DHS in August announced that it would review deportations on a case-by-case basis, prioritizing the deportation of criminals over other illegal immigrants. On December 4, the Justice Department and DHS will launch a six-week pilot program in two jurisdictions to test run the process of reviewing cases currently pending in court, the department said in a statement.
The focus on criminals and "egregious immigration law violators" is an effort to "address the challenges of an over-crowded immigration court system, and better utilize existing resources," DHS public affairs officer Gillian Christensen told TPM in a statement.
As TPM reported in October, the U.S. Immigration and Customs Enforcement (ICE) deported more immigrants in fiscal year 2011 than in any other year in history. The Justice Department is currently in a standoff with Alabama's severe immigration law, the Washington Post reports. Earlier this month, DOJ sent Alabama a letter reminding the state that, no, it can't discriminate against school children.
Here's the DOJ's full statement on Thursday's announcement:
"Through smart and effective immigration enforcement, this Administration remains committed to prioritizing immigration enforcement resources to target criminal aliens and those who put public safety at risk, as well as those who threaten border security or the integrity of the immigration system.Â To address the challenge of an over-crowded immigration court system, and better utilize existing resources, there is an on-going Administration-wide effort to focus immigration enforcement resources on those convicted of crimes, recent border crossers, and egregious immigration law violators.Â Â To further these efforts, the Administration is considering, on a case-by-case basis, whether to pursue certain cases that fall outside these priorities, as pursuit of such cases diverts resources from our enforcement priorities and strains the limited resources of immigration courts.Â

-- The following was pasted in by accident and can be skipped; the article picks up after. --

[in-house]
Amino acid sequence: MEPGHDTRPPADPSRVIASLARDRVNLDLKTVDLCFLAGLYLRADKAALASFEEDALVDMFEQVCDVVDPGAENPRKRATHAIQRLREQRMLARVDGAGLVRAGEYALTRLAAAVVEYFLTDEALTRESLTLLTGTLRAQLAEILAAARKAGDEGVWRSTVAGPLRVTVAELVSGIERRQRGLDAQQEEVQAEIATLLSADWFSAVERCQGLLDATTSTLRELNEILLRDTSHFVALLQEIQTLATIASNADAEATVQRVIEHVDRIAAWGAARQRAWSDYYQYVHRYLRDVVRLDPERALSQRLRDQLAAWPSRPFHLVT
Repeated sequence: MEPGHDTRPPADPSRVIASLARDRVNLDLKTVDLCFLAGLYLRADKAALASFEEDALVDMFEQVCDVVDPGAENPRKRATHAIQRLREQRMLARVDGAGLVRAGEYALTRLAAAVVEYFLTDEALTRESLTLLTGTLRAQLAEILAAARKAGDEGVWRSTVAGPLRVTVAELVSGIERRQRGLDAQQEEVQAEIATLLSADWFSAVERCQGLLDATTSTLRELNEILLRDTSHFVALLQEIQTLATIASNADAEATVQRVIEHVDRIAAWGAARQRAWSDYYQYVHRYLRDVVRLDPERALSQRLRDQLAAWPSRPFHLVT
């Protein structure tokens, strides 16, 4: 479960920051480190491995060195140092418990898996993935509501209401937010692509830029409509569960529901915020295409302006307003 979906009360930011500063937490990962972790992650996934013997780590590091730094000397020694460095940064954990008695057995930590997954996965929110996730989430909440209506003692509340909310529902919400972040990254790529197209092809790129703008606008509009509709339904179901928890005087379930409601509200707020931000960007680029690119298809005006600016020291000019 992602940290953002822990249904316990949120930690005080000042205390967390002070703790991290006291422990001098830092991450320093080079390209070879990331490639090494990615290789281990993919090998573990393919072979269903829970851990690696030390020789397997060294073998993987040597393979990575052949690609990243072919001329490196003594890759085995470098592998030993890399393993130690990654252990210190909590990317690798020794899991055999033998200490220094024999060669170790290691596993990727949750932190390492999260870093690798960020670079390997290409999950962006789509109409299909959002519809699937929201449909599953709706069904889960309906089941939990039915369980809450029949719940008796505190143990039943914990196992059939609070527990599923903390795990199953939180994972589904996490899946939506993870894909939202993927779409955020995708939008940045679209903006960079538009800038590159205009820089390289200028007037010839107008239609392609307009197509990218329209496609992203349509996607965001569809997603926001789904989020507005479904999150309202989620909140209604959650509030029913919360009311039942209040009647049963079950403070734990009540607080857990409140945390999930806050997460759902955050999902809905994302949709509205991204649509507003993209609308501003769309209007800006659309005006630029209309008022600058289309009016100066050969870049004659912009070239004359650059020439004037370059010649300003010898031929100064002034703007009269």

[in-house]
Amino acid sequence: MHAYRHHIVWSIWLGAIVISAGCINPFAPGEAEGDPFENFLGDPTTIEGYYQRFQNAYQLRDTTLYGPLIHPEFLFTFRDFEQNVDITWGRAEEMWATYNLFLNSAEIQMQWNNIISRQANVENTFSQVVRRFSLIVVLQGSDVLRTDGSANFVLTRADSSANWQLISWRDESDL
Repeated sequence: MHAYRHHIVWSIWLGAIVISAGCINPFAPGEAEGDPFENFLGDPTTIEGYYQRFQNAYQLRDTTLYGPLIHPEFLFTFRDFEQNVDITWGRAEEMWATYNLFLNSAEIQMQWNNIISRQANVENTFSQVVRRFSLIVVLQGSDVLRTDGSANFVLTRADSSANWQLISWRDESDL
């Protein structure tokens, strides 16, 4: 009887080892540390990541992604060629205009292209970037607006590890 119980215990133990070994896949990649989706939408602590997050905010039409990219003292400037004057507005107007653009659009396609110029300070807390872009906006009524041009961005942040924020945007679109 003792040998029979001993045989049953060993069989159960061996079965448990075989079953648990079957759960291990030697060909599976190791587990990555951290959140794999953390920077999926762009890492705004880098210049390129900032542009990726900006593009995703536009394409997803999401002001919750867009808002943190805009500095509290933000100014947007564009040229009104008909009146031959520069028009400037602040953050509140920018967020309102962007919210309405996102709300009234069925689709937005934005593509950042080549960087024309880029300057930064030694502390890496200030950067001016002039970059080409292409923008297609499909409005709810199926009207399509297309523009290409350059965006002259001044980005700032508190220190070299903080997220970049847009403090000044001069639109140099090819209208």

As part of these efforts, beginning today, ICE attorneys will review all incoming and certain pending cases to ensure they conform with ICE's civil immigration enforcement priorities.Â Beginning December 4, DHS and DOJ will launch a six-week pilot program in two jurisdictions to test run the process for reviewing cases currently pending in immigration court.Â This review of incoming and pending cases will be based on the June 17th Prosecutorial Discretion Memorandum and guided by a set of more focused criteria.Â In support of these efforts, ICE has also launched a comprehensive training program on the appropriate use of the June 17th Prosecutorial Discretion Memorandum."